2. Backup your photos. So long as you have retained your original images on your flash drive, it is not critical to do this immediately. You may choose to wait to perform this step until after you have completed your image corrections. So long as you also wait to reformat your media card, you will have a backup copy of your images.
  3. Triage your photos to identify the bad, average, and outstanding specimens. Opinions vary as to whether you should keep bad images in your archives. If you do not feel that you must keep all of your digital negatives?, you can delete the clearly bad images. Outstanding photos are candidates for your portfolio. Use your ratings to gauge the amount of time that should be spent on image corrections and other edits.
  4. Sort your images by their timestamps and categorize into natural groupings that emerge such as different events or places. You can use metadata tags or separate folders within the folder for the date to maintain these categorizations.
  5. Perform image corrections on the best photos. Basic corrections include: adjusting brightness and contrast, eliminating noise and cropping. Sharpening is usually performed after all other basic corrections. If possible, perform these adjustments in a non-destructive way. Raw file editors are non-destructive as are some techniques that you can do in other photo editors. If your photo editor supports layers, you can keep the unaltered version on a layer that you copy to make destructive edits.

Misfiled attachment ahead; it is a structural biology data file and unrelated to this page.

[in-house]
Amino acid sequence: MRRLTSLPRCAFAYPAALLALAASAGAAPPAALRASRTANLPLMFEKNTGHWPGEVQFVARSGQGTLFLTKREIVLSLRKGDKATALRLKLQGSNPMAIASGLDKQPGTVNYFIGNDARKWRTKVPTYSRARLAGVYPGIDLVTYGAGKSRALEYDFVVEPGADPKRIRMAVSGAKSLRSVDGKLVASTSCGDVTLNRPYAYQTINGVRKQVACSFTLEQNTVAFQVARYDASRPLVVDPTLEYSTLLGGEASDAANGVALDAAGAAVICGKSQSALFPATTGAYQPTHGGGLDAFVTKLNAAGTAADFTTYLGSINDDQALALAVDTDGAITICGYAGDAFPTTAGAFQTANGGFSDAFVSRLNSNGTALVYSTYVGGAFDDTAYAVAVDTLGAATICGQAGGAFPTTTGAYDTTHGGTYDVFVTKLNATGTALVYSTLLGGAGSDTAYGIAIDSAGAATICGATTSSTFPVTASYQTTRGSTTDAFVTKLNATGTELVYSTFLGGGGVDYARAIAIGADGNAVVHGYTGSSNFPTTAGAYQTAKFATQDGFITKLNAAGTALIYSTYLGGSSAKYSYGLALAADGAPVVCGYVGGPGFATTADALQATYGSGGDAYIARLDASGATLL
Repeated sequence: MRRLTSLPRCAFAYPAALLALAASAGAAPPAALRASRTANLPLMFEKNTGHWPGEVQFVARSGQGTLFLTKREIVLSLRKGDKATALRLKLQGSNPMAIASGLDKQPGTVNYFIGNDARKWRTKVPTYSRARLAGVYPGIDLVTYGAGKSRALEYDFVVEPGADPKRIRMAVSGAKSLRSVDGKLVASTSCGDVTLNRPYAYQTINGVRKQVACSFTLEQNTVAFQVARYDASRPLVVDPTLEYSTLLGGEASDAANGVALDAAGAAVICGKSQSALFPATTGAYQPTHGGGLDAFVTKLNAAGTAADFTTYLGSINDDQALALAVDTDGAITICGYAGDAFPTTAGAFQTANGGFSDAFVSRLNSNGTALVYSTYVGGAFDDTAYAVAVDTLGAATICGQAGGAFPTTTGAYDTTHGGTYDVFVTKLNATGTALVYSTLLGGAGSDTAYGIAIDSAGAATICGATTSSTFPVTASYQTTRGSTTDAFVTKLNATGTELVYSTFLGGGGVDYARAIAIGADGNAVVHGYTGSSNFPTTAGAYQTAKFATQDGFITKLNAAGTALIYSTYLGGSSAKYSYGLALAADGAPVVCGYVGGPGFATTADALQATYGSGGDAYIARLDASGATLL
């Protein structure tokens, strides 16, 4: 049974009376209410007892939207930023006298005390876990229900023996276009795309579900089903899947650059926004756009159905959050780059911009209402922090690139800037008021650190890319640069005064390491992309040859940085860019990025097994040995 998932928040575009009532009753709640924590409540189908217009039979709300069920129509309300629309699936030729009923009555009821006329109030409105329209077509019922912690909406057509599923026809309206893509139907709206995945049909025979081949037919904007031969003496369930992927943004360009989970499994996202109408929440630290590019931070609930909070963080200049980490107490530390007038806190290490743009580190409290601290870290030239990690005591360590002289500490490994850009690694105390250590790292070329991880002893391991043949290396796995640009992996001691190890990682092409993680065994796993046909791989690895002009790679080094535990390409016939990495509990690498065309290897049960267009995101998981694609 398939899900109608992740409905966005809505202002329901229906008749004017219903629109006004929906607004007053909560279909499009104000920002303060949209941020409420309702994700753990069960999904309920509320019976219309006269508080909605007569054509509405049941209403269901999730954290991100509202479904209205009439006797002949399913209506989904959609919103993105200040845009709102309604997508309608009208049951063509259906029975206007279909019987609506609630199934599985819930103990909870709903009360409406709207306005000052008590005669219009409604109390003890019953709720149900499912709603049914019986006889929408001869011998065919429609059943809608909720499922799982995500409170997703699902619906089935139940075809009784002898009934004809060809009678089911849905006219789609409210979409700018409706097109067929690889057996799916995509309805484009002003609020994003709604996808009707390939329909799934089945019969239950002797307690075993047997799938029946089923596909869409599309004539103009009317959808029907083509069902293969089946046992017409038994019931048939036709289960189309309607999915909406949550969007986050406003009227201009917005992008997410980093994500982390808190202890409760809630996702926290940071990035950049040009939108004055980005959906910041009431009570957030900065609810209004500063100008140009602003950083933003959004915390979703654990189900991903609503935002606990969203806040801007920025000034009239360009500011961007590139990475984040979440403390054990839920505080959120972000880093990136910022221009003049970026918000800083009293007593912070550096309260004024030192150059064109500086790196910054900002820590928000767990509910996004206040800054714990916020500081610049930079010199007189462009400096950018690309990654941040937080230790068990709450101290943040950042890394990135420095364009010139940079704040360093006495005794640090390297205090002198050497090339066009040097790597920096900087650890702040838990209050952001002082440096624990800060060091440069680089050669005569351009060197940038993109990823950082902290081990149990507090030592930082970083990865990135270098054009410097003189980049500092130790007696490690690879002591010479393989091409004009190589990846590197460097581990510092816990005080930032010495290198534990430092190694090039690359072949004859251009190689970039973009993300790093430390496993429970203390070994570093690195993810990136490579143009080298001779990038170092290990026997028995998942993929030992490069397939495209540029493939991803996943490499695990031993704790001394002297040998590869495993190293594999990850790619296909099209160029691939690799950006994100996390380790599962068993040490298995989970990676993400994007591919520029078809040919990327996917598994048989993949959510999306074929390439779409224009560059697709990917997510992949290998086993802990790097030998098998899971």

6. Save your edits. If you are shooting Raw files, it is generally not possible for you to modify the original. However, if your original files are jpegs, you will need to decide whether you want to over-ride the original. You also need to decide whether you want to save the native photo editing files. If you saved a file with appropriately named layers, it is easier to remember what adjustments you made and to leverage your work to build new variations in the future. Use file naming or metadata tagging conventions to retain the connection between the original and derived versions of the photo.

Final Steps

  1. Add photo specific tags and other metadata. This can be time consuming, so you may defer this and simply add tags over time as you work with your images. It is worthwhile to spend the time to heavily annotate your outstanding images so that future searches will find your best shots that may fit your purpose.
  2. Share your work on disk, with prints and albums, and on the Internet. The possibilities are endless and there are many software tools assist you in achieving your creative visions. Have fun!
  3. Set up a regular backup system to save ongoing photo editing and metadata work that you do with your photo catalog. Consider maintaining off-site backups of your archives. Cloud storage offers a convenient way to achieve this goal. Todays large hard drives make it possible to keep your images online, but make them vulnerable to hard drive failure. CD’s and DVD’s can deteriorate over time. Many photographers now choose to make backup copies to multiple removable drives that they attach to the computer only when making a copy of the live archive. In the event of a hard drive crash, the backup drive replaces it and is immediately copied to a new backup drive. All backup systems have costs in terms of time and money that you will need to weigh against the consequences of lost images.
  4. Reformat your media card in the camera. This will delete all photos and make the card ready for your next photo shoot.